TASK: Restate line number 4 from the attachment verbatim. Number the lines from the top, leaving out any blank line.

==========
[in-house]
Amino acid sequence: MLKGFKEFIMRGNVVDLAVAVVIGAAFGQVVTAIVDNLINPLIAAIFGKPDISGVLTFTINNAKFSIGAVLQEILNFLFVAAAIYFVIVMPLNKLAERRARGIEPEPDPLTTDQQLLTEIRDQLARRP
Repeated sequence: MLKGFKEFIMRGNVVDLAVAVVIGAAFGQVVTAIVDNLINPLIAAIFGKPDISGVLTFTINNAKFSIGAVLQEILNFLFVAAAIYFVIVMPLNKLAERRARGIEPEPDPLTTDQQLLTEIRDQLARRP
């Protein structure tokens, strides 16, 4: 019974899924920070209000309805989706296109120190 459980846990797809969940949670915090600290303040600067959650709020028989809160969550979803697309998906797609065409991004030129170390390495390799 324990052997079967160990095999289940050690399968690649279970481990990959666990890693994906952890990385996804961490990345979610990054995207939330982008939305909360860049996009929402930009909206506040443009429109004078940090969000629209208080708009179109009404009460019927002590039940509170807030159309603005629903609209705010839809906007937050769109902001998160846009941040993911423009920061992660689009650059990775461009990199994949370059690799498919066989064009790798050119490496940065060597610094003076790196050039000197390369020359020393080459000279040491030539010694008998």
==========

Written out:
């Protein structure tokens, strides 16, 4: 019974899924920070209000309805989706296109120190 459980846990797809969940949670915090600290303040600067959650709020028989809160969550979803697309998906797609065409991004030129170390390495390799 324990052997079967160990095999289940050690399968690649279970481990990959666990890693994906952890990385996804961490990345979610990054995207939330982008939305909360860049996009929402930009909206506040443009429109004078940090969000629209208080708009179109009404009460019927002590039940509170807030159309603005629903609209705010839809906007937050769109902001998160846009941040993911423009920061992660689009650059990775461009990199994949370059690799498919066989064009790798050119490496940065060597610094003076790196050039000197390369020359020393080459000279040491030539010694008998």